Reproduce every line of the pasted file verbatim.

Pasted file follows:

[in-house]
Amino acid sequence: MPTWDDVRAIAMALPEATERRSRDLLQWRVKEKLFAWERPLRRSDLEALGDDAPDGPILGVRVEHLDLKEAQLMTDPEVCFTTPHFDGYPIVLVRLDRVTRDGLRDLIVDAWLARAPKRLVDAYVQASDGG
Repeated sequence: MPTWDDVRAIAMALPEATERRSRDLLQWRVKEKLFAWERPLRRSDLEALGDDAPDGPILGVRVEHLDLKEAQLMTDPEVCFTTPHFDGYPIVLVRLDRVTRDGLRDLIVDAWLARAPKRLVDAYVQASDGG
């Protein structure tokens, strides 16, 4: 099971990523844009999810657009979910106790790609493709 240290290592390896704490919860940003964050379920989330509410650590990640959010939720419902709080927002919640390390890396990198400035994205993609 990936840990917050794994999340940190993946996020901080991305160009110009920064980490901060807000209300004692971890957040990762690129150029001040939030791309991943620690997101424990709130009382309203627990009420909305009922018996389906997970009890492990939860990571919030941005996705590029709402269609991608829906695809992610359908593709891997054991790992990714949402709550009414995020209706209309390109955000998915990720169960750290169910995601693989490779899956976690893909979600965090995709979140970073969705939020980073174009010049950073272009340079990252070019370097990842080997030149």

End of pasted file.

[in-house]
Amino acid sequence: MPTWDDVRAIAMALPEATERRSRDLLQWRVKEKLFAWERPLRRSDLEALGDDAPDGPILGVRVEHLDLKEAQLMTDPEVCFTTPHFDGYPIVLVRLDRVTRDGLRDLIVDAWLARAPKRLVDAYVQASDGG
Repeated sequence: MPTWDDVRAIAMALPEATERRSRDLLQWRVKEKLFAWERPLRRSDLEALGDDAPDGPILGVRVEHLDLKEAQLMTDPEVCFTTPHFDGYPIVLVRLDRVTRDGLRDLIVDAWLARAPKRLVDAYVQASDGG
């Protein structure tokens, strides 16, 4: 099971990523844009999810657009979910106790790609493709 240290290592390896704490919860940003964050379920989330509410650590990640959010939720419902709080927002919640390390890396990198400035994205993609 990936840990917050794994999340940190993946996020901080991305160009110009920064980490901060807000209300004692971890957040990762690129150029001040939030791309991943620690997101424990709130009382309203627990009420909305009922018996389906997970009890492990939860990571919030941005996705590029709402269609991608829906695809992610359908593709891997054991790992990714949402709550009414995020209706209309390109955000998915990720169960750290169910995601693989490779899956976690893909979600965090995709979140970073969705939020980073174009010049950073272009340079990252070019370097990842080997030149």